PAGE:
Internal Resources

Miami has a wide variety of data management resources, and Miami researchers make use of a variety of long-term databases to manage their ecological data, many of which are outlined below.

GEOVANCE Ecological Data System

Partnering with Miami's Center for Digital Scholarship and Institute for the Environment and Sustainability, MiEBDI is working to develop an ecological data system that will facilitate managing and querying large datasets, and make these data more accessible to students and researchers.

This Geographic Ecological Observers' Visualization and Networked Collecting Environment (GEOVANCE) will allow researchers to manage and share their data, query their and others' shared data, and help to structure data university-wide to seamlessly link to national repositories such as DataONE. The GEOVANCE data system is designed for varied data types, and ultimately will be a resource that can be used for the many types of ecological big data collected by ecologists at Miami and beyond.

Through work with ecological big data, Miami's researchers are able to ask big-picture scientific questions, facilitating the pursuit of large interdisciplinary, collaborative research and educational projects and proposals.

Long-term Lake Ecological Databases

Two major long-term databases on lakes exist at Miami University.

The Ecology of Lakes and Watersheds Lab (Mike Vanni, María González, and Bill Renwick) has 24 years of physical, chemical, and biological data on Acton Lake in southwestern Ohio.

The Global Change Limnology Lab (Craig Williamson and Erin Overholt) has 28 years of physical, chemical, and biological data on 3 Pocono Lakes of differing trophic status in northeastern Pennsylvania.

Small Mammal Database

With a 15-year database of small mammal trapping data, the Hoffman Lab (Susan Hoffman) has extensive data on shifts in small mammal populations in response to climate change in the Great Lakes Region.

Miami Involvement in Large Data Initiatives

Miami researchers have had strong involvement in many organizations that deal with large ecological datasets.

Melany Fisk has worked as part of the NSF-funded Long-term Ecological Research Program (LTER) since 1990, studying ecosystem dynamics in alpine tundra (Niwot LTER) and north temperate forest (Hubbard Brook LTER), where she is currently a CoPI.

Since 1998 Mike Vanni, María González, and Bill Renwick have had NSF LTREB funding to study nearby Acton Lake and its watershed.

Miami's Ecology Research Center (ERC) and the Lacawac Field Station, to which Miami students and faculty have access, are a part of the Organization of Biological Field Stations (OBFS).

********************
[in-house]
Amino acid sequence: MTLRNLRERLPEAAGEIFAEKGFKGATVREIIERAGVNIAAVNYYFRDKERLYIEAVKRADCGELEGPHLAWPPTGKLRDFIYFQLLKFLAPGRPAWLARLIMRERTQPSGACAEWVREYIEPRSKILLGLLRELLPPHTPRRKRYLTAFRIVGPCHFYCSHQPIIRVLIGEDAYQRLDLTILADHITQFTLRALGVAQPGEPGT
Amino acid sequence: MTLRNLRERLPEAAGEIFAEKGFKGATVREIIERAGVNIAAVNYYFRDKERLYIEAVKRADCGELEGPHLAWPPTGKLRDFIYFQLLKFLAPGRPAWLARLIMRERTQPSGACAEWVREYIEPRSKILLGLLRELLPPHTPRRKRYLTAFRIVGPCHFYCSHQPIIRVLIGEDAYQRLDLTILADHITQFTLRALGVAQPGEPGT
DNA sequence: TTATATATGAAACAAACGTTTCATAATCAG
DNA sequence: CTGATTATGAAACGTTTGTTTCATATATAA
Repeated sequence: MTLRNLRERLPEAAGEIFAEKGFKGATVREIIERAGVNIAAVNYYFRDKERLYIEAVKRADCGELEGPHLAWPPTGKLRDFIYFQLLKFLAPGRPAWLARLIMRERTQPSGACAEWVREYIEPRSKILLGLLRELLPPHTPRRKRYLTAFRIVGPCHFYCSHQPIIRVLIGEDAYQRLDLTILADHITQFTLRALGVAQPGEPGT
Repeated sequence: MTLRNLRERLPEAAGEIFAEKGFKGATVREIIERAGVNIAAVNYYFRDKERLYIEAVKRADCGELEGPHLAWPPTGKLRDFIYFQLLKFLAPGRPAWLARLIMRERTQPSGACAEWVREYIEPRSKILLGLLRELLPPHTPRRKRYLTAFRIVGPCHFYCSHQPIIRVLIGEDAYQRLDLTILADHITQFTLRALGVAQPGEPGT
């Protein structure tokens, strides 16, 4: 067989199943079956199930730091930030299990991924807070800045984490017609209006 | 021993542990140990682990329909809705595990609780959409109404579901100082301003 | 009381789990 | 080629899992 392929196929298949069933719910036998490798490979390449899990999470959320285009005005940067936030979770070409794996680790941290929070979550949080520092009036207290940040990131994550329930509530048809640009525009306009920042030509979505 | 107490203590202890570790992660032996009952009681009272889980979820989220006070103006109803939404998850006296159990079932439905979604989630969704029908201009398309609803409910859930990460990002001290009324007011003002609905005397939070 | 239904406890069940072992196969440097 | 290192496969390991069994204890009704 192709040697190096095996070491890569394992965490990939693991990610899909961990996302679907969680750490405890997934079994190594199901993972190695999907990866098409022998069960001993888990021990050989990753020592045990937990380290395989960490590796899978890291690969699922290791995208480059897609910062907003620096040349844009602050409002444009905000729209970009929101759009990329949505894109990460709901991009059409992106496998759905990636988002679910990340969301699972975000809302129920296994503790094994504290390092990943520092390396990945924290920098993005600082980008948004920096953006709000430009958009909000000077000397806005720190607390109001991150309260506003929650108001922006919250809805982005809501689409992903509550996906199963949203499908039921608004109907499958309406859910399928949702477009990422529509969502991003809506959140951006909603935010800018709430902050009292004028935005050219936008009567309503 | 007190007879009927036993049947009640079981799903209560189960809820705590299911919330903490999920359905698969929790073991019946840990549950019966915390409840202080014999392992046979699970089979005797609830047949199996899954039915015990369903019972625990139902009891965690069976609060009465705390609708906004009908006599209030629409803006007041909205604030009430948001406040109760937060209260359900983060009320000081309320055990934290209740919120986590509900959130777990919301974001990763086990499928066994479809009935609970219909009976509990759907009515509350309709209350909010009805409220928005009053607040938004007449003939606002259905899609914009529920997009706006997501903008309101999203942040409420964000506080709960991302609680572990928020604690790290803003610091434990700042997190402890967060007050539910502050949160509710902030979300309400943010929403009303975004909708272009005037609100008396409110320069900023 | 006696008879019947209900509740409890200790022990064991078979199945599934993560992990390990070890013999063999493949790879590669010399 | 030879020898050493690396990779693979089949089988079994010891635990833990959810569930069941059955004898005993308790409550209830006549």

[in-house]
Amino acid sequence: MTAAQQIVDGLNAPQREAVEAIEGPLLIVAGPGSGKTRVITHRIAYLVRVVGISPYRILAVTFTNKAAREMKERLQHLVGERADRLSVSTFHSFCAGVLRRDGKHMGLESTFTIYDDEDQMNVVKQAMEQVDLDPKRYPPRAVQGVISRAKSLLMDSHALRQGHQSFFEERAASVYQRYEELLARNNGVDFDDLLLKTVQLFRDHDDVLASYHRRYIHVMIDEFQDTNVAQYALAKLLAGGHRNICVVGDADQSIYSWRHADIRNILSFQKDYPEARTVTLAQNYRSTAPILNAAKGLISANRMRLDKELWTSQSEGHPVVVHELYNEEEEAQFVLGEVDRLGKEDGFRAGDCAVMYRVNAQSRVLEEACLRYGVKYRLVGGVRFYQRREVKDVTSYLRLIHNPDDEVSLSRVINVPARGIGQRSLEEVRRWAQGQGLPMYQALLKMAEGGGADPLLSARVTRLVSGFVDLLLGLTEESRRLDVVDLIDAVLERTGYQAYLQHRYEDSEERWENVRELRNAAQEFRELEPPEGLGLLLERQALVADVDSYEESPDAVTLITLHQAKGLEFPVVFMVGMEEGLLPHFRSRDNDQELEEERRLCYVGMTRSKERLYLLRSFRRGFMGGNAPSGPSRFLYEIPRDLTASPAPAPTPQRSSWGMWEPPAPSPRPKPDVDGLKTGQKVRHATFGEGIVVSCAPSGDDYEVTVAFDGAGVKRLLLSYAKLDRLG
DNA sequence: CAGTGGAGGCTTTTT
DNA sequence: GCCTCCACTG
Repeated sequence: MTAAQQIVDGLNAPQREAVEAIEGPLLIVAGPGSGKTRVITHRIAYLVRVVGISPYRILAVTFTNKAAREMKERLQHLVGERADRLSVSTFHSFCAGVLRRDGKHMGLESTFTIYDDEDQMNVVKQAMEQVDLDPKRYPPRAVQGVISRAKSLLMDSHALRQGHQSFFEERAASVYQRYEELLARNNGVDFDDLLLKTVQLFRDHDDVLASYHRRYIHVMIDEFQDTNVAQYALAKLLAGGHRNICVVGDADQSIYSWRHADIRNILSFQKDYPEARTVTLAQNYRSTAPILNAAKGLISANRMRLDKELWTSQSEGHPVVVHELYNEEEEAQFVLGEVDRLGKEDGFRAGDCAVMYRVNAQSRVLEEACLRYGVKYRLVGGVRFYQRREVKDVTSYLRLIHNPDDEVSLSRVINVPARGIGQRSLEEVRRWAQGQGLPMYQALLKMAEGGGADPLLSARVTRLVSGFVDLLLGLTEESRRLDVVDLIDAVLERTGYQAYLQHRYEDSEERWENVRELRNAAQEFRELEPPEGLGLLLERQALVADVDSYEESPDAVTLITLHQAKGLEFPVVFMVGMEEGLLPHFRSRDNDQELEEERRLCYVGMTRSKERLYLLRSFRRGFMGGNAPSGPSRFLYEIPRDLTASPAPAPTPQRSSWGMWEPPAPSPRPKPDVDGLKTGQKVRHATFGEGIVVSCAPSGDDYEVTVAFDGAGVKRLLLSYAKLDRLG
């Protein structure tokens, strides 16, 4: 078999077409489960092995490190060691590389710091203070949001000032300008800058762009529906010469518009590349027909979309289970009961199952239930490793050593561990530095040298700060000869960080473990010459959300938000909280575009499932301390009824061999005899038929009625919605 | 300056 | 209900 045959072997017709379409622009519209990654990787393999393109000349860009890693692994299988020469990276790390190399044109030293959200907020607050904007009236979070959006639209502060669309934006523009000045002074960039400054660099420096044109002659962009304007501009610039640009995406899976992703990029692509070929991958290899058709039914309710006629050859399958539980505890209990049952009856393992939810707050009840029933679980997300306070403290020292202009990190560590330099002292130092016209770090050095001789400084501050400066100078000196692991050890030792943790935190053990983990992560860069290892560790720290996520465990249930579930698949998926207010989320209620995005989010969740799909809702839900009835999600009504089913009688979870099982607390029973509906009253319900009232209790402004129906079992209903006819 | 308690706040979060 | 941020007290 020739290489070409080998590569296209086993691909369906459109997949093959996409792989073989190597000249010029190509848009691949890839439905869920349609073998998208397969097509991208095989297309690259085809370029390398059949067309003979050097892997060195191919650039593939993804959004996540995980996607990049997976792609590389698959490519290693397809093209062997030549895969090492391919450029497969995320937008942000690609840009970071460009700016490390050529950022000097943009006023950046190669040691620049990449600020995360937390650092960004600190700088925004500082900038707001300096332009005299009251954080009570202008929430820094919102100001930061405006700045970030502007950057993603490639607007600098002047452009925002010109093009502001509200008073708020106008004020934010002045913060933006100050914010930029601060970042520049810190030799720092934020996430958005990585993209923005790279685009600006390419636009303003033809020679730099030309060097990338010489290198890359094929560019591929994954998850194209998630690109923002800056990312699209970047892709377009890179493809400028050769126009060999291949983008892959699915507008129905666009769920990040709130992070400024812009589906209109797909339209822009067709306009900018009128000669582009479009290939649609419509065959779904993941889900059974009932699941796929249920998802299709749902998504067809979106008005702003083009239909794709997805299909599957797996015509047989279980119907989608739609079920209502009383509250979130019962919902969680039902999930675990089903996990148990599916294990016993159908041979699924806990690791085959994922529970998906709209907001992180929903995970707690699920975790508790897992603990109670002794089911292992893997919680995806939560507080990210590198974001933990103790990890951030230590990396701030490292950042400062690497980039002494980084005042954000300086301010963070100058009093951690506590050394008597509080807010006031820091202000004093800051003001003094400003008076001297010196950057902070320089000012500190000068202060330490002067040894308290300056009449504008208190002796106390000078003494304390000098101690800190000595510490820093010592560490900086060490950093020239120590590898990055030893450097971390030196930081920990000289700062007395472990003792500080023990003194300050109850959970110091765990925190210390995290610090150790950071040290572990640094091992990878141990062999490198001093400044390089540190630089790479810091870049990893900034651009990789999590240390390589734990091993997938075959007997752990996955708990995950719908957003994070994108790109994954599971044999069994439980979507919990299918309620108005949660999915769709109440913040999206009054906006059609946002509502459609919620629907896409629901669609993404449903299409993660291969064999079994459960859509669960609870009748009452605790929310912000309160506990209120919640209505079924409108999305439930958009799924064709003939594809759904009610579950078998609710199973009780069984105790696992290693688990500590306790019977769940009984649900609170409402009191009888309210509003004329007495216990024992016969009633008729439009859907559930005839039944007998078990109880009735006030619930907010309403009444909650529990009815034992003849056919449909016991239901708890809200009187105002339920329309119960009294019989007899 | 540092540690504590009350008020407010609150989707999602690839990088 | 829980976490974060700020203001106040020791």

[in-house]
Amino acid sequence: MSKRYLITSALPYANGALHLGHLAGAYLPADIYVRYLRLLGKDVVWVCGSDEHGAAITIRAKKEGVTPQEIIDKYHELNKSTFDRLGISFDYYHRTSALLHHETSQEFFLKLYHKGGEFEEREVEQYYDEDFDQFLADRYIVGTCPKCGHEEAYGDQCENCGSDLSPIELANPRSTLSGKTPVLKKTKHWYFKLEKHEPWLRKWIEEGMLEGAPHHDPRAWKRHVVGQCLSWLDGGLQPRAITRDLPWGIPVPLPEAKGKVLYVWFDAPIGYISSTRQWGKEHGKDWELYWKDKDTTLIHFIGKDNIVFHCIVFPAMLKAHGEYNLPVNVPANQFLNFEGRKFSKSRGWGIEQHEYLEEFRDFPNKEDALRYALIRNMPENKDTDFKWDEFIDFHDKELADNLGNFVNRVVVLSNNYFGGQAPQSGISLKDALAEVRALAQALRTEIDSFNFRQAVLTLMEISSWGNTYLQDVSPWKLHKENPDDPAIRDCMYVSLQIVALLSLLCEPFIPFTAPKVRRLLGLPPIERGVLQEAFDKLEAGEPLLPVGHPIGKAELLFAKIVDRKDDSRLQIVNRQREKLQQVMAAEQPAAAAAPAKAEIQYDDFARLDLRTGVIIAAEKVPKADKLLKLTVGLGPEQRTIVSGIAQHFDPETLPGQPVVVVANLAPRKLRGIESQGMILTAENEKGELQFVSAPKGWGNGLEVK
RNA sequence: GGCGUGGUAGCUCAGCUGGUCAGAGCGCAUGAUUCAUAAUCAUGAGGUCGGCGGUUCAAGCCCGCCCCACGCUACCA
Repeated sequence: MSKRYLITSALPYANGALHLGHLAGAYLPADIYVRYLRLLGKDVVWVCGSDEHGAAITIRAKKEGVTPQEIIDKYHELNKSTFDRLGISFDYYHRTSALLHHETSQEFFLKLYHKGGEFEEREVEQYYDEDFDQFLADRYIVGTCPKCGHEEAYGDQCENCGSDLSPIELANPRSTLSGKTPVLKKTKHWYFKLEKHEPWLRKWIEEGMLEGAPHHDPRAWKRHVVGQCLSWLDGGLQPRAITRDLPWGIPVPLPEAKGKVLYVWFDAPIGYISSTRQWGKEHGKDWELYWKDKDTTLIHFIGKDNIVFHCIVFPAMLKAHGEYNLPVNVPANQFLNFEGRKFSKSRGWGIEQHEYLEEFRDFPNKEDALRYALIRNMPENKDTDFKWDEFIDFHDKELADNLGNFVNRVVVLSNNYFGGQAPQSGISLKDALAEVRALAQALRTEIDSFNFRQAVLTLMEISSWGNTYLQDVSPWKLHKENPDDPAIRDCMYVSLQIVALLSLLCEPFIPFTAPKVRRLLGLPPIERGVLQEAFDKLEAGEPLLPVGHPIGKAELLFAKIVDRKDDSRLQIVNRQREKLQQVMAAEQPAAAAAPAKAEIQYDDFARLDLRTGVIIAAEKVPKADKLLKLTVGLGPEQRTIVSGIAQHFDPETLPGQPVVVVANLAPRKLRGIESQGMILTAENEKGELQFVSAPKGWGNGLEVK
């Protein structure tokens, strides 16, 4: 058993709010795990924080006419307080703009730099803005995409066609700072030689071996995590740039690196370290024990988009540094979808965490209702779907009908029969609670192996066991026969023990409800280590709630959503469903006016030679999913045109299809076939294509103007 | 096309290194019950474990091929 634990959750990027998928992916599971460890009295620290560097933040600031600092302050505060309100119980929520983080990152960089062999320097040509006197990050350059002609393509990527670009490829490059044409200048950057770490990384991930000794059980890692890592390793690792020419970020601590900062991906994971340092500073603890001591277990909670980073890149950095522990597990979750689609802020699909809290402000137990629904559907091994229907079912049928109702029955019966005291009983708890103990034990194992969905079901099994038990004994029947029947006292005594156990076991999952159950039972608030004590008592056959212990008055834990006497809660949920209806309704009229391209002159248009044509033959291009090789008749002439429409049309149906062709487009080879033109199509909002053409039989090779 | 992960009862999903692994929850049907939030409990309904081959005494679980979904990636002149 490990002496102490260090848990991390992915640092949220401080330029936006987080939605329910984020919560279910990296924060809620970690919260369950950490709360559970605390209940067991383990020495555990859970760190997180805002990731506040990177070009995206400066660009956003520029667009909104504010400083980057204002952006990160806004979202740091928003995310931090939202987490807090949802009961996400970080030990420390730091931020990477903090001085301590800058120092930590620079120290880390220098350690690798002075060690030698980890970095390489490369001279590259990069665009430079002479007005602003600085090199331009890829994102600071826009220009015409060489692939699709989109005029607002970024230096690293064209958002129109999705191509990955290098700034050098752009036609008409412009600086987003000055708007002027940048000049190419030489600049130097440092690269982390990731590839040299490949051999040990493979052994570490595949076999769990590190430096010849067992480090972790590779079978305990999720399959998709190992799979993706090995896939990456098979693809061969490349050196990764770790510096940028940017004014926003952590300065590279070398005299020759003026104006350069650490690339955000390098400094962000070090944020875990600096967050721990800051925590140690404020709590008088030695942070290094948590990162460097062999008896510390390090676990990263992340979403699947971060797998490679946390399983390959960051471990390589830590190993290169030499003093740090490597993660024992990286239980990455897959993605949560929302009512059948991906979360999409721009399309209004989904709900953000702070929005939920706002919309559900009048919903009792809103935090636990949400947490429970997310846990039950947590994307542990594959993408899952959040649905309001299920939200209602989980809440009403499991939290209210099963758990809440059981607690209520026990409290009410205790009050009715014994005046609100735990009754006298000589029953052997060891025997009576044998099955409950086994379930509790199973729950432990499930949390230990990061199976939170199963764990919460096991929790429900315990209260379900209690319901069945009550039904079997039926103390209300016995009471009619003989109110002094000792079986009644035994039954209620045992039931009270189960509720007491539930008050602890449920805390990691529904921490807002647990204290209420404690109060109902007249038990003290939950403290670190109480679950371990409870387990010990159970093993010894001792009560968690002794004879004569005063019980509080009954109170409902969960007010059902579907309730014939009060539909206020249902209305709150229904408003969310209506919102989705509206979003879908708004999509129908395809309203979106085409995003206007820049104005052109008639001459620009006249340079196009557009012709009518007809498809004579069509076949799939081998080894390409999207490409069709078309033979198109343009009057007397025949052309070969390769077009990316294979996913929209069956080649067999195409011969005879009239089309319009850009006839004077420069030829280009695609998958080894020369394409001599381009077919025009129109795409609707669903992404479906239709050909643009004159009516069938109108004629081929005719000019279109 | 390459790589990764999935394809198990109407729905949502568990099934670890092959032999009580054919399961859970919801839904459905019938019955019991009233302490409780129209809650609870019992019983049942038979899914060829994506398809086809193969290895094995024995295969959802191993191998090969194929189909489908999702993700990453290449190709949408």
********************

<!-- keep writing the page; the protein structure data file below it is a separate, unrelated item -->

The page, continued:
Many of Miami's limnologists are members of the Global Lake Ecological Observatory Network (GLEON), with some taking leadership roles in the organization, i.e. leading the Climate Sentinels Working Group (Craig Williamson) and as past leaders in the GLEON Graduate Student Association (PhD students Kevin Rose, Jennie Brentrup).

Miami Involvement in Big Data

MiEBDI seeks to be a resource for the big data needs of ecologists as they collect and work with increasingly large datasets. In addition to work generating some of these ecological big data sets, Miami research answers big ecological questions utilizing data from large, shared datasets.

For example, the Sustainable Landscapes and Communities Research Lab (Amélie Davis) uses spatially explicit big data from publically available data sources such as EarthExplorer to study human-environment interactions from the perspective of landscape ecology, land change science, environmental planning, and sustainability science.

Weather station data, both from Miami's weather station and other stations around the U.S. sponsored by the Environmental Protection Agency (EPA), National Oceanic and Atmospheric Administration (NOAA), and U.S. Geological Survey (USGS) are used to support much ecological research at Miami.

Beyond research, Miami is helping to prepare students to work with big data through the offering of a co-major in Analytics in the Department of Statistics.

Due to grants from Miami University and their College of Arts and Science that have provided support for advanced sensors, Miami science faculty (Jonathan Levy, Bill Renwick, Mike Vanni, Craig Williamson) are incorporating big data into their courses to prepare students to work with these large ecological datasets.

Weather and Climate Data

Miami's Ecology Research Center (ERC) and Institute for the Environment and Sustainability (IES) have managed a weather station at the ERC for the past 3 decades that permits Miami students and faculty to address critical insights into the effects of changing climate on ecological systems. This weather station is funded by the U.S. Geological Survey and the U.S. Environmental Protection Agency, and serves the National Atmospheric Deposition Program/National Trends Network in precipitation chemistry, the Clean Air Status and Trends Network (CASTNET) in air quality, and the National Oceanic and Atmospheric Administration's (NOAA) weather service.